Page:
The first is the ability to present created media and small clips pulled from services on church Web sites in some form of media player. The second is the ability to upload these clips to YouTube and take advantage of the viral marketing that occurs when people can quickly access and share our video clips with those in their social networks. If you are already creating rich media for use in services, there is no reason not to make it available on YouTube. We have the ability to stream entire services online. There are limitations to the size and quality of the video we can stream, but we will soon be able to stream high-definition (HD) video for use on computers and HD televisions. Internet Protocol TV is an emerging technology allowing digital content to be downloaded directly to televisions for convenient viewing. In the future, we will be able to download or subscribe to digital content that will be available to us at any time for any device (computer, television, PDA, mobile phone, etc.).
Social networking became possible in part because of the Web 2.0 revolution – the move from the static to the interactive Web. Blogs, podcasts, vodcasts, MySpace, Facebook, Flickr and YouTube are all Web 2.0 technologies allowing the free presentation of ideas in a variety of formats from basic text to video. They are interactive because people can not only consume the content, but can also interact with it. Things like commenting, rating and tagging content are now possible with Web 2.0.
Applications like MySpace and Facebook are well-known places for people to connect, network and maintain relationships. Levels of exclusivity (friends, groups, networks, etc.) allow people to open up and share personal information without the entire world seeing it. Because they are free and widely distributed, there is a good chance people attending our churches already use them. This raises a good question. Should we create social-networking applications like these on our Web sites?
The simple answer is no. First, it is costly and time intensive to re-create social networking applications. And second, people don’t like clutter. If they are already using an application like Facebook, they won’t want to switch or add another complex system to their life. Instead, we need to find ways to use the tools that already exist. For example, Facebook allows us to create pages for the purpose of advertising. This is a simple and effective way to develop a presence in the Facebook community. People find our page and can choose to become a fan, thereby linking their profile to that page. With time, these connection points help broaden the impact we are having, and an online community develops around our ministry.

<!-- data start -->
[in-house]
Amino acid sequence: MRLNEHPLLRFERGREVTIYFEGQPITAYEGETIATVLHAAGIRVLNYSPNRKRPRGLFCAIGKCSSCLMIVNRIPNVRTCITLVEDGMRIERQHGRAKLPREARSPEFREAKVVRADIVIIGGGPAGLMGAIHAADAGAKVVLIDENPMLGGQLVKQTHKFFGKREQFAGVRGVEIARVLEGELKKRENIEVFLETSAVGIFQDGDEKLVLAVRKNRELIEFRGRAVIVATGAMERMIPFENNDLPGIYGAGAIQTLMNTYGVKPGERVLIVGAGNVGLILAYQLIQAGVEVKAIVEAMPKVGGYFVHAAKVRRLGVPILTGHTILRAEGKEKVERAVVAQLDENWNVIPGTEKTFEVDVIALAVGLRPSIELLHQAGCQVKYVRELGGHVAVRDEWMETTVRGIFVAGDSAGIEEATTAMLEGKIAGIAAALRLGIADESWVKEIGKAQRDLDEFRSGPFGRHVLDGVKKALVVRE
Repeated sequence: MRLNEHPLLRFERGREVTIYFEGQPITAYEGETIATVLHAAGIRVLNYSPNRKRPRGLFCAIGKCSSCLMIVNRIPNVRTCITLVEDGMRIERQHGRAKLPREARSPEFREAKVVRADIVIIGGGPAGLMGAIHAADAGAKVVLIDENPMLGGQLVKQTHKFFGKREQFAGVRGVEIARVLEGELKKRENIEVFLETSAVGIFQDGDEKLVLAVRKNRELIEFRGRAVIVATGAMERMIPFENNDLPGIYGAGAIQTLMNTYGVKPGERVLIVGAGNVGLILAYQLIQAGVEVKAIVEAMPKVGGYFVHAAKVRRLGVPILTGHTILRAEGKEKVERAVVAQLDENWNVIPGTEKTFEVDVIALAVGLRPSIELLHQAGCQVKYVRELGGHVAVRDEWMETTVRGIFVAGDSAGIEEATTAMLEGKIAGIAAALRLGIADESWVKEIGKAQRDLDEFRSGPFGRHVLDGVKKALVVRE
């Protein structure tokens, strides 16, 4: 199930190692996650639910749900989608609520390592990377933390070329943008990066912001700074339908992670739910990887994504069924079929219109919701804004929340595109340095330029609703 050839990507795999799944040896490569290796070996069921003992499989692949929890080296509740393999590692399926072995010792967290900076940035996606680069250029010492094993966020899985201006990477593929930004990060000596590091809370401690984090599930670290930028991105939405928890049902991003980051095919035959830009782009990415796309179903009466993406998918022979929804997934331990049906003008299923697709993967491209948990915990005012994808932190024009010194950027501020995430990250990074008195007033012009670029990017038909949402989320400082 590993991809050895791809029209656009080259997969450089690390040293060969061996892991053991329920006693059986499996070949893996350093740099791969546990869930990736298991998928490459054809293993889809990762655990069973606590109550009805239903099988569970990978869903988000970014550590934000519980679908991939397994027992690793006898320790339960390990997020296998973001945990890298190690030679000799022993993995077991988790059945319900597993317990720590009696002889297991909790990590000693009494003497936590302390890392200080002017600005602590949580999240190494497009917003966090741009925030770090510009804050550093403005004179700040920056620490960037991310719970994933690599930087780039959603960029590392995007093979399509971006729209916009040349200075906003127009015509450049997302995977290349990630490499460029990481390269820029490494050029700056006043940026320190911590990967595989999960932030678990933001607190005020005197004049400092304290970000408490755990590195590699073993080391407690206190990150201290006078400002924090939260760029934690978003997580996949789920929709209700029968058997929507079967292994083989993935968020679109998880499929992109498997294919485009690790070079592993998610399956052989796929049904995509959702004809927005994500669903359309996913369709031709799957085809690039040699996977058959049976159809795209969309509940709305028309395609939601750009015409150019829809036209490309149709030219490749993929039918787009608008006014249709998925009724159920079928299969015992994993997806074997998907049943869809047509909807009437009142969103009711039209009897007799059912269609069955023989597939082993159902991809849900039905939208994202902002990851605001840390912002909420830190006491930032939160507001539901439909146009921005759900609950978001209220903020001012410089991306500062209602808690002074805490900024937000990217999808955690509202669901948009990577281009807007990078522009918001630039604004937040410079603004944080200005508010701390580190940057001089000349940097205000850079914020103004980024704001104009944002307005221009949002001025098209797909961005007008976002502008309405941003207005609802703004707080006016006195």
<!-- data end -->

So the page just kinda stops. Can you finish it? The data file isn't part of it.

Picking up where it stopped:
Just Getting Started
Believe it or not, this is just the tip of the iceberg. The Internet has unleashed the church from existing only inside four walls. The ability to stream high-quality video has allowed churches to create Internet campuses where complete services are held online. People become members of these virtual churches. They attend weekly, invite friends to watch, give tithes and offerings, and even serve in their communities as an extension of their commitment to the online church.
Getting nervous? If so, it is probably due to questions such as these: Are we creating superficial forms of connectedness? Are we replacing face-to-face conversations with computer keyboards and monitors? Are we actually reducing community by increasing our use of technology?
These are common concerns, but what if they don’t matter? What if we don’t get to make these decisions for people? What if they choose to connect this way whether we like it or not? What then? Do we just let them go? Write them off as too hard to reach? I pray this isn’t the case.
Perhaps we, as the Church, should rethink the questions we’re asking. We need to start asking what we can do to reach people in this new environment and how we can leverage the technology that exists so people know they matter to God. We need to figure out how to ensure those in the connected global community hear the message we’ve been commissioned to deliver.
Daryl McMullen is the Web director at Granger Community Church in Granger, Ind. He oversees gccwired.com and wiredchurches.com. Visit webdrivenchurch.com or reach McMullen at email@example.com.